Everyone needs a certain amount of ability to get on with others. In fact research suggests that not being able to function as part of a group is the most important reason for which people are fired, not hired or not promoted. And I’m sure that any crime fiction fan can tell you that the genre is full of characters (quite often sleuths) who run into trouble because they don’t get on well with other people. At the same time though there’s something to be said for thinking for oneself and not going along with what others say and do in the hope it’ll be the politically savvy choice. If you’ve ever had a sycophantic colleague at work> you know exactly what I mean. Sycophants can be very dangerous because they’ll say and do anything if it’ll get them some kind of advantage. And even those who aren’t per se dangerous can be awfully annoying. Of course that can also make these characters interesting sources of tension in a novel or series…
For instance in Louise Penny’s series featuring Chief Inspector Armand Gamache of the Sûreté du Québec we meet Agent Yvette Nichol. In Still Life she is new to the agency and wants more than anything else to establish herself and “belong.” She is excited to be assigned to work with Gamache because of his outstanding reputation and at first she toadies to Gamache. But Nichol is arrogant and unwilling to really learn. So she has more than one run-in with her boss. Nichol’s tendency to do whatever it takes to get ahead becomes a problem for Gamache in more ways than one as the series continues.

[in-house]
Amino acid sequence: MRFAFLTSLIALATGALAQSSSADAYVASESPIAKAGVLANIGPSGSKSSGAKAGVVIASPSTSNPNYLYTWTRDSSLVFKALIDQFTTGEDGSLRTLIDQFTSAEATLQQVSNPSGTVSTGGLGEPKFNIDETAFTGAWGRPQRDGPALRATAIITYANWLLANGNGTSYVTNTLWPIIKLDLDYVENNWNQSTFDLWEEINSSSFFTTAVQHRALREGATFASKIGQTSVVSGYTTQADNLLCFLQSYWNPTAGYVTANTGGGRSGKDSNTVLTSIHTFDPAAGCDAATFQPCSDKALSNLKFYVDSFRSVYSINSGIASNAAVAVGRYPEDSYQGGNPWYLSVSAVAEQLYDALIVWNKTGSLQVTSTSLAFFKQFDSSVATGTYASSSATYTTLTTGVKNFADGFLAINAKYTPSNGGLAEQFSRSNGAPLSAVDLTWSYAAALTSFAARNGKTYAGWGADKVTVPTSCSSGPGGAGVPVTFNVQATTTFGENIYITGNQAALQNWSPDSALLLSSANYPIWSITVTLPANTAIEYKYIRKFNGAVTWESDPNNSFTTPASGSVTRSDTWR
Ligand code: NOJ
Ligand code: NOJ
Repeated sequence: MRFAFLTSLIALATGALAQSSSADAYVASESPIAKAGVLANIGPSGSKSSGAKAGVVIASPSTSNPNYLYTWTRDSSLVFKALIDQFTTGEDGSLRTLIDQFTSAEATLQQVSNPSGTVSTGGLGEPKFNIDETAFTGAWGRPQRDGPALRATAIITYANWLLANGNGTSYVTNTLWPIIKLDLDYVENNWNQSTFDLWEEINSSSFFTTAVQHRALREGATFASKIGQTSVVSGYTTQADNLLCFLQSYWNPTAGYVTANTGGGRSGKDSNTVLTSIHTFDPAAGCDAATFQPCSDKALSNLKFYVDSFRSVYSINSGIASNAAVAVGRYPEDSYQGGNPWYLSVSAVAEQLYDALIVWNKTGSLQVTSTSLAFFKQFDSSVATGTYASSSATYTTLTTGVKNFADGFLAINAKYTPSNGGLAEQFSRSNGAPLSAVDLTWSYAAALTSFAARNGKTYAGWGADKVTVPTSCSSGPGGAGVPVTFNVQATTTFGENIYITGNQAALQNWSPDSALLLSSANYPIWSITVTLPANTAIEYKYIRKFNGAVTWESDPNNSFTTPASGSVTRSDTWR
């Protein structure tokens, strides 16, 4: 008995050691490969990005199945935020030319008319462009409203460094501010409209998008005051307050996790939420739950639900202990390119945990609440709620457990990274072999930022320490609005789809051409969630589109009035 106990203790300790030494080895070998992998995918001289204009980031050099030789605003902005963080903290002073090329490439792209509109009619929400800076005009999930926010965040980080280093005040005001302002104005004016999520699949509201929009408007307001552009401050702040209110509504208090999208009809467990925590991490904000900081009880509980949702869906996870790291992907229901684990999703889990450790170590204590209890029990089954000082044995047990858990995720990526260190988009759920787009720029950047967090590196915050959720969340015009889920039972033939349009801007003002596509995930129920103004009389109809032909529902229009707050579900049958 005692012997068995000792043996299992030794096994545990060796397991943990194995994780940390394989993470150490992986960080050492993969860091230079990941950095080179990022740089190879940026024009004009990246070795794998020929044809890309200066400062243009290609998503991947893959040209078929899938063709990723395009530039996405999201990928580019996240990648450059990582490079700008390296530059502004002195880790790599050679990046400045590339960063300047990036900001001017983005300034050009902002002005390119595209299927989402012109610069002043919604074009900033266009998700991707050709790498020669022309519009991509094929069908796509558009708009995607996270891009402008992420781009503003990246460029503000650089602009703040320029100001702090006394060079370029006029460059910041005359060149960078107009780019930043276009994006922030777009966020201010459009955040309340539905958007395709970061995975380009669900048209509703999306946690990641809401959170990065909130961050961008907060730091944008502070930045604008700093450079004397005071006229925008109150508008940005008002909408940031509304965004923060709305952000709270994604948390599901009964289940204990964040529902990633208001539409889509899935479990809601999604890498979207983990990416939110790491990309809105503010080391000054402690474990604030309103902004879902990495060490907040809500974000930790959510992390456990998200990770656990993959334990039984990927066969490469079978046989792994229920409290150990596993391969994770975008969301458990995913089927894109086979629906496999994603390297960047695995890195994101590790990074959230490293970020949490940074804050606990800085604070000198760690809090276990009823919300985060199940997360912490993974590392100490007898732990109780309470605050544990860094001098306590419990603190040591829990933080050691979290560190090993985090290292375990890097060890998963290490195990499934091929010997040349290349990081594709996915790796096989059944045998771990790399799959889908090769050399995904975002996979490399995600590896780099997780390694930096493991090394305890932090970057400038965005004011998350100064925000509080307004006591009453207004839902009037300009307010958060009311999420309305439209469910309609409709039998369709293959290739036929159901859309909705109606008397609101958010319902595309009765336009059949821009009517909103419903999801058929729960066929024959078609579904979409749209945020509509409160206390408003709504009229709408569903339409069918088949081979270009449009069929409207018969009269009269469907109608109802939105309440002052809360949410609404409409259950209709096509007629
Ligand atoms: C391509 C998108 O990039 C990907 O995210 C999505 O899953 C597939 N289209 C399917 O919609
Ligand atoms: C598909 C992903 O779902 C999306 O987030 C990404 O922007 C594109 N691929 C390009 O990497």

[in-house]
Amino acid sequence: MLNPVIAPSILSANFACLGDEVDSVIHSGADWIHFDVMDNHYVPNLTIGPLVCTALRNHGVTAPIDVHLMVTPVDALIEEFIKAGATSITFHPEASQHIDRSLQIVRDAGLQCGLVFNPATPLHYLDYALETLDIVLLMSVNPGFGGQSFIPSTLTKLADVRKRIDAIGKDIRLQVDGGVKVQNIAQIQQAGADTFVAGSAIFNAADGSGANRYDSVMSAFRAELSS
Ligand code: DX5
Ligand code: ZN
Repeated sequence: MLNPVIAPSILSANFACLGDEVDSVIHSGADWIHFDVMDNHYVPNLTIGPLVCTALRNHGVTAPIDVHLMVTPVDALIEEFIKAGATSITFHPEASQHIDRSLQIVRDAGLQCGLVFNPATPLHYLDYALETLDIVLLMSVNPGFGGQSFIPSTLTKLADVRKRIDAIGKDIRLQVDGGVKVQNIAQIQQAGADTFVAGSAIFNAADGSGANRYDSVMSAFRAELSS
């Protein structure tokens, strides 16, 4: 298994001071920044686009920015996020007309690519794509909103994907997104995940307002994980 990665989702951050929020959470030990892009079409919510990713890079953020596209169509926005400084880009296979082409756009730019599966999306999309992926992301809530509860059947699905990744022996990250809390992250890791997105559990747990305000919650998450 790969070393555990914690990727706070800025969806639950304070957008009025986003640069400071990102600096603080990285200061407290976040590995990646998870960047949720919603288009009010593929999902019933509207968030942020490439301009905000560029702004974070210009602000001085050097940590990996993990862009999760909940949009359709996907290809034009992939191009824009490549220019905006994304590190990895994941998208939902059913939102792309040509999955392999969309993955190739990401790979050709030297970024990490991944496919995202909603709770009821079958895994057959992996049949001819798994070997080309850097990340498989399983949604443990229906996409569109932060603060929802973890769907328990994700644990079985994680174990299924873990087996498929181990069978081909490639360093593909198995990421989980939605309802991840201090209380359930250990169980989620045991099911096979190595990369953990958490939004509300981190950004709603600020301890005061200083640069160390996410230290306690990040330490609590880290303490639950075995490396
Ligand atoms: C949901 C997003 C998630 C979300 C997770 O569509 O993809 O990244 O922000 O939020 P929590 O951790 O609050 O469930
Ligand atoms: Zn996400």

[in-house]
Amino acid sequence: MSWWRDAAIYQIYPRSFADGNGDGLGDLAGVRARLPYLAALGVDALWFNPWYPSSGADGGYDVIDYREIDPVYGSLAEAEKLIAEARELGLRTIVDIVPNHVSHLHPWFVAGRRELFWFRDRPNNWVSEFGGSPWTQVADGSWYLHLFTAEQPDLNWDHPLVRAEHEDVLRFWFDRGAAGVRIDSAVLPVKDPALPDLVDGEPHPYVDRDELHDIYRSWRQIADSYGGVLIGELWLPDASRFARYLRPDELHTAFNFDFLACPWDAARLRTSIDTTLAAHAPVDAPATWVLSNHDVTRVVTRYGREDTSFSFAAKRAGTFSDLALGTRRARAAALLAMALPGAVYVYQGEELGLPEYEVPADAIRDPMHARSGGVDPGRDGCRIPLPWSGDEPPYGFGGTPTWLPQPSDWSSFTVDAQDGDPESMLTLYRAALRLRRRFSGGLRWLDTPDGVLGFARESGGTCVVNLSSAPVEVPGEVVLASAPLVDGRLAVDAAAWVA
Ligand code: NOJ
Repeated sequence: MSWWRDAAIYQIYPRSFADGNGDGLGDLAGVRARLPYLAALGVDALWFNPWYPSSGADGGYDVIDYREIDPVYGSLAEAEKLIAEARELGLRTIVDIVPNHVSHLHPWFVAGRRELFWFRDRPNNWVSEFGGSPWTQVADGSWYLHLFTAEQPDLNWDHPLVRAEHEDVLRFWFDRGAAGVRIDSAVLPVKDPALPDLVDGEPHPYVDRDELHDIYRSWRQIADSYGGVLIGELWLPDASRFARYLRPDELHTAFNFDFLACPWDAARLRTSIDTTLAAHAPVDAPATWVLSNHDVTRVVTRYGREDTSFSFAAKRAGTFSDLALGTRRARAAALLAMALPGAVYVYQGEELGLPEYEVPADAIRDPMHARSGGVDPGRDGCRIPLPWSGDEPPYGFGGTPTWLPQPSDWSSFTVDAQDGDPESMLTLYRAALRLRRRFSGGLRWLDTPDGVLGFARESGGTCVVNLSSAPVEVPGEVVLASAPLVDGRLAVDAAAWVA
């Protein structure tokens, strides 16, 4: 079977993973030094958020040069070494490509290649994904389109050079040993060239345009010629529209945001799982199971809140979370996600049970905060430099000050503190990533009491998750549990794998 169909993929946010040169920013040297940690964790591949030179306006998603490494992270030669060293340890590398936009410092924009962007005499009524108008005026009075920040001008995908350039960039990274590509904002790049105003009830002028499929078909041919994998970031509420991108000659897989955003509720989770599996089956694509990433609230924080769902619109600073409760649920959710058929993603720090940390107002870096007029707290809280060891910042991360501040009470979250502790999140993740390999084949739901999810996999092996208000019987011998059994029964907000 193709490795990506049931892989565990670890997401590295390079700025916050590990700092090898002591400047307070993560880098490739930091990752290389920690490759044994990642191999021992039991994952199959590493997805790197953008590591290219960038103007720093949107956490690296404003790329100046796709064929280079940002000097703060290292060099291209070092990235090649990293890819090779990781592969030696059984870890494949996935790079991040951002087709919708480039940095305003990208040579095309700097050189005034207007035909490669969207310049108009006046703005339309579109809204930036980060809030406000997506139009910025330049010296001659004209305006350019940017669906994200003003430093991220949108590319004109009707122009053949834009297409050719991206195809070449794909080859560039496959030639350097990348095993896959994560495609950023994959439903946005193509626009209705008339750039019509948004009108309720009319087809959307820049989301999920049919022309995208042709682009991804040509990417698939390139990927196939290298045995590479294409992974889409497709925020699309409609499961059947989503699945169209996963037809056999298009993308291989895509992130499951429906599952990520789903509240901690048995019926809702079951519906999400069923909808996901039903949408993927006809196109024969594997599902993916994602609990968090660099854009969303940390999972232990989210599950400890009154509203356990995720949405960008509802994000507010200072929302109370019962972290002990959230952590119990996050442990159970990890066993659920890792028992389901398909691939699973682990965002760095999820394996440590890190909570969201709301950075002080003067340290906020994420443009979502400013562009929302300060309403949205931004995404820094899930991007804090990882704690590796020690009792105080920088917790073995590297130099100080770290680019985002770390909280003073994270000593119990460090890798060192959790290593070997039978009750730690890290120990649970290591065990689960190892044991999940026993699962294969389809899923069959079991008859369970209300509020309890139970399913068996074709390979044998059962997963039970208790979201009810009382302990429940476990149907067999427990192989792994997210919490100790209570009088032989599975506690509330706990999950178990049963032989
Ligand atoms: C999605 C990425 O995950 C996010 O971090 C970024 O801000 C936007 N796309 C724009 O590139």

Carl Hiassen’s Skinny Dip features sycophant Chaz Perrone. He’s got a degree that he hasn’t really earned in marine biology and is soon hired by Florida agribusiness magnate Samuel Johnson “Red” Hammernut. Perrone’s role is to give credibility to Hammernut’s claims that his commercial farm does not cause pollution in the protected Everglades. Perrone discovers a way to alter water samples so they look innocent and he’s content to flout the law that way because it helps him stay in Hammernut’s good graces. And it earns him a generous income. Then Perrone’s wife Joey deduces that something is going on and confronts him. He tells her what she wants to hear (as I “said,” he’s a sycophant) but now he’s afraid she’ll ruin his comfortable setup. So he takes her on a cruise, ostensibly to celebrate their anniversary, and pushes her overboard. Perrone thinks he’s solved his problem but Joey doesn’t drown. Instead she is rescued by former cop Mick Stranahan and together the two of them hatch a scheme to get back at Perrone and find out why he tried to kill her.
In H.R.F. Keating’s Inspector Ghote’s First Case we get a look at how Ganesh Ghote began his career with the Bombay police. Ghote has just been promoted to the rank of Inspector when he’s sent by his superior to the mountain town of Mahableshwar where Englishman Robert Dawkins’ wife Iris recently committed suicide. Dawkins wants to know what would have driven his wife to such a drastic act and Ghote is assigned the task of finding out. One of his first stops is the Mahableshwar police station where he discovers to his dismay that the local cop in charge is Pathan Barrani, his old nemesis from the Nasik Police Training School. Barrani is a sycophant and a bully and he has absolutely no desire to have Ghote on his patch. But he tells Ghote that he already investigated the case and it was a definite suicide. Ghote soon finds though that this explanation doesn’t quite fit. There are too many little details that aren’t consistent with a verdict of suicide. So Ghote keeps digging and asking questions. In the end, and in spite of Barrani’s sycophantic insistence that the “official” explanation is correct, he finds out the truth about Iris Dawkins’ death.